Bobby rents a commercial kitchen in Yankton, South Dakota for $1,200 per month. He has paid rent for January, February and March. The lease is for two years. He can include the January, February and March payments as investments, but he cannot include the next year and nine months of his lease payments as an investment. BUT, if Bobby paid his lease up front, he can use that lease payment as an investment.
Here is another example of what can and can’t be used to show investment:
Bobby rents two commercial grade ovens for his Yankton, South Dakota bakery. Each month, he pays $475 to use the equipment. The ovens retail for $20,000 each. Bobby may use all of the payments he’s made for the ovens, but he cannot use the retail value of the ovens to show investment.
Goods and/or equipment used for business purposes. If you can show that you purchased something for the business, you can use the amount of money spent for those goods and/or equipment for investment purposes. Obviously, the types of equipment and goods that may be used varies widely based on the business you plan to open.
So in a common example:
Bobby bought two commercial ovens for $40,000 and a delivery van for $25,000 for his new bakery in South Dakota. He can show investment of $65,000.
But, what if Bobby bought the two ovens and a truck (instead of a delivery van)? He can still show the $40,000 for the ovens, but the government may need a little more info on the truck. Is he using the truck for the business? Or is it for personal use? This is where a lawyer comes in handy. You will need to show that the truck is used for the business, not for personal use, in order to include it in the investment amount.
Types of intangible property. In some instances, the value of intangible property, like copyright and trademarks or domains may be used as investment. These types of properties are notoriously difficult to value, so this may be a challenge. But, there are a variety of companies that value intellectual property and other intangible property; and you may be able to show value based on the value of contracts generated by this asset.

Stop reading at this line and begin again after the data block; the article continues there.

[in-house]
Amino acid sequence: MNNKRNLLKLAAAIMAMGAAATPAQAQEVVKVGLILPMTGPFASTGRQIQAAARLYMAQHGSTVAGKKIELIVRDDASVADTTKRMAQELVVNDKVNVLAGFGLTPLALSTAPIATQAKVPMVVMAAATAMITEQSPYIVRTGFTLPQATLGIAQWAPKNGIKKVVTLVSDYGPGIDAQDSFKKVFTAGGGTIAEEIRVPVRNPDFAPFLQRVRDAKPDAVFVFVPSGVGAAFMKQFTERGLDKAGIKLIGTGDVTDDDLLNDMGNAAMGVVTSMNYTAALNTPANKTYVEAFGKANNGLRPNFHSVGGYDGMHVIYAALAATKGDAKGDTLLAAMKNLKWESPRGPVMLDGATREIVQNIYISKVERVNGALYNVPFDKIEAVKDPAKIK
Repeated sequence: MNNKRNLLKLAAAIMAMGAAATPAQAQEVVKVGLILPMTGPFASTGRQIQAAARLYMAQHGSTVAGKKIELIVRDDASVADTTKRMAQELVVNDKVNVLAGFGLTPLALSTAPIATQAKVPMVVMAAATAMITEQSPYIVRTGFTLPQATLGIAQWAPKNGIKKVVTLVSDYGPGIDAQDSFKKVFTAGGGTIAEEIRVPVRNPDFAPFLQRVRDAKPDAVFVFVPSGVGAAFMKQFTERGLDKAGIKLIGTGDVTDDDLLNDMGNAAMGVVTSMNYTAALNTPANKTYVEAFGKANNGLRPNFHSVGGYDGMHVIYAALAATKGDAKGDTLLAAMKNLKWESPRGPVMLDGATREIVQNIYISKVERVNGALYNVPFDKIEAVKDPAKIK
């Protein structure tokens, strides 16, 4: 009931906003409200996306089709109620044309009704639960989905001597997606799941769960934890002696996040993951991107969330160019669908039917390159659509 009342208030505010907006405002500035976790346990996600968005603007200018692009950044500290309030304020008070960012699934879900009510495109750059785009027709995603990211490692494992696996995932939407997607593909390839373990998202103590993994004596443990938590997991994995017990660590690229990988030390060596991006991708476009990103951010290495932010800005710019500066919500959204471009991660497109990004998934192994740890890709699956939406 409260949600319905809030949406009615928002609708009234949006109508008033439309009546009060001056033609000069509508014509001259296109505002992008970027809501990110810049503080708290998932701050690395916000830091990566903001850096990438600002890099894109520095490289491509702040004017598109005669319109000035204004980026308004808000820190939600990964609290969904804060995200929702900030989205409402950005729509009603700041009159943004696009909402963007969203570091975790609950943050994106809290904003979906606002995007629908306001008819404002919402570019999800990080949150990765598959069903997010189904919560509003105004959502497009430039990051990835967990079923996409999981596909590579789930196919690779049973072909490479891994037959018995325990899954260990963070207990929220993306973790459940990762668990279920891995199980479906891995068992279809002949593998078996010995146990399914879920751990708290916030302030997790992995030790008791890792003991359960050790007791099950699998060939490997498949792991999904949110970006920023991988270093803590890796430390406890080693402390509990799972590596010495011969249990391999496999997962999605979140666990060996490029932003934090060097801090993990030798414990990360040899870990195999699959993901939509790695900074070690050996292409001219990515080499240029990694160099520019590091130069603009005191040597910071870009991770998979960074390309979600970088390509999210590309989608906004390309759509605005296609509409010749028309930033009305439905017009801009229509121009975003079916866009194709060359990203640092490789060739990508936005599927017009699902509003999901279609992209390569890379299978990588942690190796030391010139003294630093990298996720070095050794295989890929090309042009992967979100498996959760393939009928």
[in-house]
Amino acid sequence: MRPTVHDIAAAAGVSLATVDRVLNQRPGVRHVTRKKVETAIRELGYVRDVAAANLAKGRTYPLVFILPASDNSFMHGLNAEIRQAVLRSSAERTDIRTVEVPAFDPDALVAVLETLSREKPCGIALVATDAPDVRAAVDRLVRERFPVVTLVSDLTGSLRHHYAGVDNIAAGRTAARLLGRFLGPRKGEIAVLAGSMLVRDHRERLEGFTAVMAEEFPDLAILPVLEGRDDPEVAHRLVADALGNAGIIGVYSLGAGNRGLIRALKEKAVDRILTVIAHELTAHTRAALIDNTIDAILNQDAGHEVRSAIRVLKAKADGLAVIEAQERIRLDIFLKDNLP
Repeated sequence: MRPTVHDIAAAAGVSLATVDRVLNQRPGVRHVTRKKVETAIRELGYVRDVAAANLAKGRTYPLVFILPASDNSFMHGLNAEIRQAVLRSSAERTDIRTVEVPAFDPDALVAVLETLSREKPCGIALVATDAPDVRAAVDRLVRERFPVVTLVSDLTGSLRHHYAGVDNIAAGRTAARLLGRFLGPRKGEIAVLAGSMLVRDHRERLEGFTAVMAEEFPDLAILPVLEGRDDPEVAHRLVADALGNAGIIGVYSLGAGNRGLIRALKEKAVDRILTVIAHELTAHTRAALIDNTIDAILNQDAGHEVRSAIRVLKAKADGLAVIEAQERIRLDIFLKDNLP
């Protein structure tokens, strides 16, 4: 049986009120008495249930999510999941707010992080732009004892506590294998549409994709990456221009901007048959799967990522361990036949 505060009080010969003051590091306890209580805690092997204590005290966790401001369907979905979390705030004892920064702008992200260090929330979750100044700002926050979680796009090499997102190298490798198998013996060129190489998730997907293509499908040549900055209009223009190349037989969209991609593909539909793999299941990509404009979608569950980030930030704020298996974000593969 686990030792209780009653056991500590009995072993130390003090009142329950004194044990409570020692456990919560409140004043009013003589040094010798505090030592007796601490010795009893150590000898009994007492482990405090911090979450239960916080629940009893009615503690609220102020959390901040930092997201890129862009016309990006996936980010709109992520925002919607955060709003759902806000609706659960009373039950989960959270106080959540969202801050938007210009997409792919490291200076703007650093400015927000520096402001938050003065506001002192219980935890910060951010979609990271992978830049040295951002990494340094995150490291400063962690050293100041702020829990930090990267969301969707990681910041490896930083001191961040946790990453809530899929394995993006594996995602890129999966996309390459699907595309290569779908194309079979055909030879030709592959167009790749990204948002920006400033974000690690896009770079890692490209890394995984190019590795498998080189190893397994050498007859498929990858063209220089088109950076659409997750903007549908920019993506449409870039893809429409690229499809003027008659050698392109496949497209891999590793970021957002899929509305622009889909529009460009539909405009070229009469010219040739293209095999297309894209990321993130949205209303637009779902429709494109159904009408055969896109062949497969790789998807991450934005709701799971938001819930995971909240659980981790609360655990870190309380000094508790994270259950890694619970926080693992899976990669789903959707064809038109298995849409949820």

Bobby owns the domain BobbysBakery.com. He bought this domain for $1,000 in 2001. Last month, he went to a domain valuation expert and received a printed valuation at $2,500. He built a website on this domain to market his new bakery in South Dakota. He can likely use this $2,500 (in addition to the cost of the website) to show an investment.
I can prove an investment, but is it substantial enough?
When it comes to E-2 Visas, the “substantiality” requirement is always a concern. There is no “hard line” number. You can’t look anywhere and find that $50,000 is enough or that $100,000 is enough. Showing this requirement is one of the reasons to hire a lawyer in this process. It’s an art. There are a few general guidelines, as we will discuss; but overall, the government will look at the facts of your particular case in order to determine if the substantiality requirement is met.
As I always say when speaking with new clients, put yourself in the reviewer’s shoes. This is a person (not a lawyer or judge) who doesn’t know you or your business at all. This person knows the requirements of E2, and he or she will be reviewing the documents simply to see if these requirements are met. This person will be using their best judgment to determine if you are substantially investing in a bona fide business that is not marginal. This person wants to see that this business has a chance to succeed, to be profitable and to sustain your life and your family member’s lives. Perhaps most importantly, the reviewer needs to be convinced that you and this business will be contributing to the United States economy. With this in mind, you can start to see what “substantial” investment may mean.
Luckily for investors, the government does share some information about what they may use to determine what is substantial. Essentially, the government is looking for three things to judge the “substantiality” of the investment. They will be looking to see that the investment is
(1) “…Substantial in relationship to the total cost of either purchasing an established enterprise, or creating the type of enterprise under consideration;
(2) Sufficient to ensure the treaty investor’s financial commitment to the successful operation of the enterprise; and
(3) Of a magnitude to support the likelihood that the treaty investor will successfully develop and direct the enterprise….”
In order to judge whether the investment is “substantial in relationship to the cost,” a proportionality test is used. Essentially, this test compares “… (1) the amount of qualifying funds invested, and (2) the cost of an established business or, if a newly created business, the cost of establishing such a business.”